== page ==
A medical helicopter company that transports patients to and from hospitals around the state is shutting its Santa Fe office, causing concern that patients in the northern part of the state will have longer wait times for emergency medical evacuation.
A PHI Air Medical spokesman said Friday the company will continue to serve the Santa Fe and Taos area, but will dispatch from its Albuquerque base. The spokesman said the decision to close the Santa Fe office was based on economic factors, and the fact that there is another transport company based here.
"We don't feel like people will be losing anything with this," the spokesman said. "The decision to provide service from our existing bases we feel is not going to leave the community without service."
But emergency medical providers up north are worried the company's closure could result in longer wait times for critically ill or injured patients.
"There might be another air service in Santa Fe," said Taos County Emergency Medical Services director Joaquin Gonzales. "But my concern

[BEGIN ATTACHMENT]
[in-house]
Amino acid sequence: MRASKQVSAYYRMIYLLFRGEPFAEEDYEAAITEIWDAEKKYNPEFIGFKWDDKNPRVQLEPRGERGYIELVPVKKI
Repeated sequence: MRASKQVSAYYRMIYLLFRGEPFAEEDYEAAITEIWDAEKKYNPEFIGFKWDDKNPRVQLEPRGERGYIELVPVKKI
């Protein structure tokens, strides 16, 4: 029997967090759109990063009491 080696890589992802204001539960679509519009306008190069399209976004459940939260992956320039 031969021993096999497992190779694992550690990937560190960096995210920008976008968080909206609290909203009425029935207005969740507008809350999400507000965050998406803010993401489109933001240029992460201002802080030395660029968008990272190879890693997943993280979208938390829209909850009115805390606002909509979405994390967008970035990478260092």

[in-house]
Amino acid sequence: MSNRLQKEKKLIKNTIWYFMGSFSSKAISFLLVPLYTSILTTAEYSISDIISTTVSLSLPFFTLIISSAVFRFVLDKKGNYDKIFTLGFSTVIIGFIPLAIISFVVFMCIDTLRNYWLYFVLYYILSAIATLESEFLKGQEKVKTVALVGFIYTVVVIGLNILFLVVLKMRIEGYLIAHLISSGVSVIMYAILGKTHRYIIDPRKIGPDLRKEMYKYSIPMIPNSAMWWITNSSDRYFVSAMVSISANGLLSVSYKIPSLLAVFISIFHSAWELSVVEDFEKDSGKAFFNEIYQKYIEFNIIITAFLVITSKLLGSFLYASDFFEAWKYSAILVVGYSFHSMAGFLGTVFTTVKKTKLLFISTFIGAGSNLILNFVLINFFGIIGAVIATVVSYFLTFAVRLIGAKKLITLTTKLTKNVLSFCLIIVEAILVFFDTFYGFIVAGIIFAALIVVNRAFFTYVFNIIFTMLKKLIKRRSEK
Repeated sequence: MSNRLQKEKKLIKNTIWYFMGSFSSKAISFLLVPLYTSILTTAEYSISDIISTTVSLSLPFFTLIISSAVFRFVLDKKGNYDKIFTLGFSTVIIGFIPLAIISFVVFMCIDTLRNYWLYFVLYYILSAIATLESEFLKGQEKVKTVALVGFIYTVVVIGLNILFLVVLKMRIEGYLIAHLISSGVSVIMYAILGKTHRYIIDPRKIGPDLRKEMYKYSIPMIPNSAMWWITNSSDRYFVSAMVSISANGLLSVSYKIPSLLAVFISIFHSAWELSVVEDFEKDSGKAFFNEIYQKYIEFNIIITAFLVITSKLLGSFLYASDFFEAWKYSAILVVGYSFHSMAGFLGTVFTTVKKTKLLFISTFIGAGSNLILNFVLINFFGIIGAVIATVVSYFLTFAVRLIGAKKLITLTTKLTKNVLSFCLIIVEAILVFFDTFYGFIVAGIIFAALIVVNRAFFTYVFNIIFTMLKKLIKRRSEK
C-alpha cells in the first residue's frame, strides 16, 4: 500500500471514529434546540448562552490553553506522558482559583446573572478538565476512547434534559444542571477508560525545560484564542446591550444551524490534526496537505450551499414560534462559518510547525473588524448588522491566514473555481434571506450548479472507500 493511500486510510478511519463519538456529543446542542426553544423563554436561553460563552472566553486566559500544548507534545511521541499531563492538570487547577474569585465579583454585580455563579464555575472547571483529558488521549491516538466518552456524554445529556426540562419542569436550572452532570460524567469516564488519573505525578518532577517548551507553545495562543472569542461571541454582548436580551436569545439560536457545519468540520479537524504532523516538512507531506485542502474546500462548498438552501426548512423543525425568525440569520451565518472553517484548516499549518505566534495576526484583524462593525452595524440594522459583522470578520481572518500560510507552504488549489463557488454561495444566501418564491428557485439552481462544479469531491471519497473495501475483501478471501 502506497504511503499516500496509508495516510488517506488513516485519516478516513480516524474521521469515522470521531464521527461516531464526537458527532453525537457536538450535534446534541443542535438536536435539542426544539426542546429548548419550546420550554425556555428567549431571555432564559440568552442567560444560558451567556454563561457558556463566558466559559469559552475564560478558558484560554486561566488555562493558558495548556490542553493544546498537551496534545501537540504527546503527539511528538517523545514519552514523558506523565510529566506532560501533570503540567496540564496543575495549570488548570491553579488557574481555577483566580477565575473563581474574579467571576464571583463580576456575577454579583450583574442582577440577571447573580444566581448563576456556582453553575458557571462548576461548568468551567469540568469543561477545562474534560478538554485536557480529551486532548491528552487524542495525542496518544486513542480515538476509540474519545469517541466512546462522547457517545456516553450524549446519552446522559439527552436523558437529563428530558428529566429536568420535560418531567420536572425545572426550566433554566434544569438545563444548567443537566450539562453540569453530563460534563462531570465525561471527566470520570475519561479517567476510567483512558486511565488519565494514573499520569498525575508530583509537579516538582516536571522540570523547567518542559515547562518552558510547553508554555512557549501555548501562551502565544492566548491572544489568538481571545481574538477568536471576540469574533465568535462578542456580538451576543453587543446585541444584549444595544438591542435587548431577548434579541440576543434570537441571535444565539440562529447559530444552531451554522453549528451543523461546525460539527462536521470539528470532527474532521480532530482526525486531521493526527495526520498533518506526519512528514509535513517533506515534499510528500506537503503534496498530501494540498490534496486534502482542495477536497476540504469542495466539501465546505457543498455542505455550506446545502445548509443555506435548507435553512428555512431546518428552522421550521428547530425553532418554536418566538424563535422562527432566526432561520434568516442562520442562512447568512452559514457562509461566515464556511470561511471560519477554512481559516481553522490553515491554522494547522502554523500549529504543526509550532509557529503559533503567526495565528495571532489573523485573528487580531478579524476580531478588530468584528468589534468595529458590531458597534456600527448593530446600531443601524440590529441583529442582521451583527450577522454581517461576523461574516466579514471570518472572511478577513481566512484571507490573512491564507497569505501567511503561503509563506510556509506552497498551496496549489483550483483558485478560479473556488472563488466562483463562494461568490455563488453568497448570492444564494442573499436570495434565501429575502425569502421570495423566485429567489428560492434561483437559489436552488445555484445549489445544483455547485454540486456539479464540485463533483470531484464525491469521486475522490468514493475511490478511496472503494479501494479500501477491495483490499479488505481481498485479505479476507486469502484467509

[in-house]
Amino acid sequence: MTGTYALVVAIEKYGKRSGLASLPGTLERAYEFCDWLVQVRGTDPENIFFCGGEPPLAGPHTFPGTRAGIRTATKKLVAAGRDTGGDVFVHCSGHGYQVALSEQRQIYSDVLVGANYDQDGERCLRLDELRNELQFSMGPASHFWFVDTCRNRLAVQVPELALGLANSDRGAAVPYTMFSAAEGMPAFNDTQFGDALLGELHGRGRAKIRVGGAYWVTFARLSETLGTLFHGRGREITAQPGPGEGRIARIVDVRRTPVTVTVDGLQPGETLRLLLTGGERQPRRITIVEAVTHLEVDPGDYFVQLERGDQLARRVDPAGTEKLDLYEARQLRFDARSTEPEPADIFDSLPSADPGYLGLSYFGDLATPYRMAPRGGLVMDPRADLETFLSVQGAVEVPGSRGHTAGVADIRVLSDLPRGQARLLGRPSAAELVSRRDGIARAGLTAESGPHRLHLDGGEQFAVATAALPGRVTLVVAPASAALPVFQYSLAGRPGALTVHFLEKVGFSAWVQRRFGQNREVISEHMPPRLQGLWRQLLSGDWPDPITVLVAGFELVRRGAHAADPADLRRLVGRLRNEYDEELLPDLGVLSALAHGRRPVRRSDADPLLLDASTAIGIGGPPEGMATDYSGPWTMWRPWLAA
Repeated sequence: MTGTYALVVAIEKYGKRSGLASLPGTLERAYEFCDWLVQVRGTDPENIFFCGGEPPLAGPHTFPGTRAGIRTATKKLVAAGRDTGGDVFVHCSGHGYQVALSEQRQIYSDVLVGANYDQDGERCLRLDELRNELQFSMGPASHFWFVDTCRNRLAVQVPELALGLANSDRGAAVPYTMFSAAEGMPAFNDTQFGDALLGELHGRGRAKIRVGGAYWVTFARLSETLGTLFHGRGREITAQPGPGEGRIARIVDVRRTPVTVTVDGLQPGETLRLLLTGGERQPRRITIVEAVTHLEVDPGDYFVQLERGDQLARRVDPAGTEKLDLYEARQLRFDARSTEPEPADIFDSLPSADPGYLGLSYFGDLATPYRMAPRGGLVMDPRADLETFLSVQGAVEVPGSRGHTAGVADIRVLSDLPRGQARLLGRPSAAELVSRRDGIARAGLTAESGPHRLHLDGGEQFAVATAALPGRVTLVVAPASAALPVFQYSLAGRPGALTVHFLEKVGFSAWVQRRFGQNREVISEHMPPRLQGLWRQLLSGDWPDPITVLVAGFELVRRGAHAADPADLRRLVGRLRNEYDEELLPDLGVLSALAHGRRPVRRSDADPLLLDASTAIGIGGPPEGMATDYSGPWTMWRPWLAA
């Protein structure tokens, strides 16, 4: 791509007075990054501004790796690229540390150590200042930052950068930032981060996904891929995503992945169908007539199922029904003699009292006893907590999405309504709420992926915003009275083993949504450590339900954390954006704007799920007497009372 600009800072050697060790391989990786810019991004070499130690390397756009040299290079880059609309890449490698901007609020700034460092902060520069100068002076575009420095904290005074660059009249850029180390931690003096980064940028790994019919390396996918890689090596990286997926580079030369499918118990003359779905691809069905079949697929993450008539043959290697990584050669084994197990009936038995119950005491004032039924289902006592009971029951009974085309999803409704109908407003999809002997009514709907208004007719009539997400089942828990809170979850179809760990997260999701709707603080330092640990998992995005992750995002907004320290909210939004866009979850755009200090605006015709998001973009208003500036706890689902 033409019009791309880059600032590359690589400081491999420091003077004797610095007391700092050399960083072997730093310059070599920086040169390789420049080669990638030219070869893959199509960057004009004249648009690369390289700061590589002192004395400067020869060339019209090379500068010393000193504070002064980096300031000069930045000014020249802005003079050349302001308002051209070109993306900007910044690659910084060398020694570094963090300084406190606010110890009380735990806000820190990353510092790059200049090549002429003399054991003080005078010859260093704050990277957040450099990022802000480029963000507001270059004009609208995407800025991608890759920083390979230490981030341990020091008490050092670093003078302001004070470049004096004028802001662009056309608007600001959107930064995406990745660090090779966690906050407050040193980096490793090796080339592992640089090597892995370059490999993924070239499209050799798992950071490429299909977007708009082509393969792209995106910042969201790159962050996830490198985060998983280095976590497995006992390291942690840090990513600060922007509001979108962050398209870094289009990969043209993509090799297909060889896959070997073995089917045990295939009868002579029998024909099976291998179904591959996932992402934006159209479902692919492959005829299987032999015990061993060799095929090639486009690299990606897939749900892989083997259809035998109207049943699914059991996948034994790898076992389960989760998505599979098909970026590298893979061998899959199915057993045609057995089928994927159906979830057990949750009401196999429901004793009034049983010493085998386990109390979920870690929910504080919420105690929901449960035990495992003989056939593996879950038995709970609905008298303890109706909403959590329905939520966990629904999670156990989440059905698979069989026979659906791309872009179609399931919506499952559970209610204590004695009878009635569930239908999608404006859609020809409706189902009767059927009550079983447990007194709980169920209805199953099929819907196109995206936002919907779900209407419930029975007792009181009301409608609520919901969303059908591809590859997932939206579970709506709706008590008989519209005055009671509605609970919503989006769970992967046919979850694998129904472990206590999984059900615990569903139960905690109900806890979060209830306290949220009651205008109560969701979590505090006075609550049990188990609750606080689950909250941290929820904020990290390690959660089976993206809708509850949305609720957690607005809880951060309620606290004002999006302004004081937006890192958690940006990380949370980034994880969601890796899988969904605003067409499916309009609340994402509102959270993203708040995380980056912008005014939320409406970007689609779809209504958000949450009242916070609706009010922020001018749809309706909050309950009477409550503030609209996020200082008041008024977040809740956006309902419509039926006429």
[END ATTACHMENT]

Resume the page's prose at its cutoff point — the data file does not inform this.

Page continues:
is, what if they are off on another flight and we have a major accident her in Taos? We'll have to wait
55 minutes to an hour for them to come from Albuquerque or Farmington to transport these patients. For an inter-hospital transfer it will be OK. But with a shooting, stabbing or car wreck, you can't sit on the side of the highway waiting for the next available helicopter. I think personally, as a service director and paramedic, there is a need for an additional helicopter in Northern New Mexico."
Christus St. Vincent Regional Medical Center CEO Alex Valdez said Friday the hospital uses PHI about 30 or 40 times per month. He said about a third of those calls involve transporting patients from hospitals or accident scenes north of Santa Fe. He said he didn't know how much the hospital uses TriState CareFlight, the other provider with a Santa Fe base.
"This issue just hit so we haven't really had time to process its implications for us," Valdez said.
Valdez said the hospital is working with other emergency medical care systems around the state to make sure the most up-to-date equipment is available more places in north central New Mexico, which could cut down on the need for emergency medical transport.
Neither company would provide the exact number of calls it handles.
But TriState CareFlight director of operations Charlie Reid said he thinks his company can easily handle the demand for medical air transport in the northern part of the state on its own.
"It would not be any problem for us picking up PHI's slack, Reid said. "It would really just put us in a position of being comfortably busy."